She said: “The best surgeons never stop learning. That is why we need Dr Veronikis here now.”
The Sunday Post raised £20,000 from generous donors to fund Claire’s life-changing surgery in the US.
One of them, Patrick McGuire of Thompsons Solicitors, said: “I’m delighted to have been able to help Claire receive the life-changing surgery she so desperately needed. But it saddens me greatly that our government is not doing everything it can to get Dr Veronikis to Scotland so he can treat others and train our NHS surgeons to ensure all our mesh injured women get the chance of the miraculous surgery he has carried out on Claire.
“Mesh victims suffered devastating injuries when they went for surgery described by NHS surgeons as a simple procedure. Claire is living proof of what Dr Veronikis can do.”
Mum of three Karen Neil, 54, from Clydebank, who travelled to St Louis to accompany Claire before Dr Veronikis offered to operate on her too, said: “I’m dismayed by Jeane Freeman’s response to what is becoming recognised as the biggest health scandal of modern times. She may be proud of her achievements, but those of us who have been forced to live in such pain are far less impressed.”
The three other Scots who have travelled for surgery in St Louis reveal how skills and experience of Dr Dionysios Veronikis have transformed their lives.
The first Scottish woman to travel to the US to see Dr Veronikis said: “He saved my life.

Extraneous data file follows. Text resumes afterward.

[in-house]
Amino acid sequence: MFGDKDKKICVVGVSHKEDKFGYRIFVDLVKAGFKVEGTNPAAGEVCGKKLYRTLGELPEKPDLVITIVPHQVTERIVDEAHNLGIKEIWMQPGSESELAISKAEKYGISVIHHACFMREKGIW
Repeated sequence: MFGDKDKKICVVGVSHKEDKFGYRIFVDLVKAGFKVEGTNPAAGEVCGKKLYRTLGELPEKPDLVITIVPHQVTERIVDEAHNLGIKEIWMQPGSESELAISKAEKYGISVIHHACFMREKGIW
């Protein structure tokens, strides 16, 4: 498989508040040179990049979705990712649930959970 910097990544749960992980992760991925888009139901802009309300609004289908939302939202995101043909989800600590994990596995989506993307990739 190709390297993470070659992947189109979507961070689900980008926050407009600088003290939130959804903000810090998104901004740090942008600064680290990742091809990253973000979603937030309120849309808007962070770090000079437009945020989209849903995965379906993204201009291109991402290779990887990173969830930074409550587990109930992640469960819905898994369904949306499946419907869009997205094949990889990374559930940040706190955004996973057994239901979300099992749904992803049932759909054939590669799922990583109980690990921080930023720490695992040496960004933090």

“Now all I want to see are all the other mesh-injured women being helped by this incredible man.”
Environmental campaigner Maggie Brotherston, 63, from Argyll, said: “Without Dr Veronikis, I really don’t think I’d still be here. I was in so much pain my life was filled with despair.
“But, just three months after surgery, I’m back sailing, taking the dog for long walks, and I was even wild swimming in the sea the other day.”
In June, Maggie used a £15,000 inheritance from her mum Helen to see Dr Veronikis after realising NHS surgeons could not fully remove the mesh implant used to treat bladder issues following childbirth.
Former radio presenter Lorna Farrell, 54, from Eaglesham, who crowdfunded her £16,000 treatment in the US last month, said: “I’d been told the NHS had removed all my mesh.
“But Dr Veronikis managed to remove the 15cms left inside me, and he has restored my trust in surgeons.
“The NHS partial removal had left me in worse pain and caused even more damage internally, so Dr Veronikis faced a tough job and I need time to heal.
“I can’t understand why the government is delaying getting Dr Veronikis to Scotland.
“Why are obstacles being placed in his path?
“For me, the most wonderful thing about truly being mesh free, is not having to worry about developing cancer or dying from sepsis caused by one of the many UTIs that were a part of my life for almost 11 years.”
Mum of three Karen Neil, 52, from Clydebank, who planned her own suicide she was in such pain, accompanied Claire Daisley to St Louis when Dr Veronikis said he would help her too.
She said: “Every minute the Health Secretary delays getting Dr Veronikis here is another minute a mesh victim could be in danger of dying from sepsis.
“I lived in agony, hour to hour, forcing myself to keep going for the sake of my family. I could not believe it when Dr Veronikis insisted on helping me. He removed almost 15cm of mesh and carried out extensive internal repair work.
“I’ll have a long recovery but for the first time in years I have hope that every day is a new day towards getting my life back.”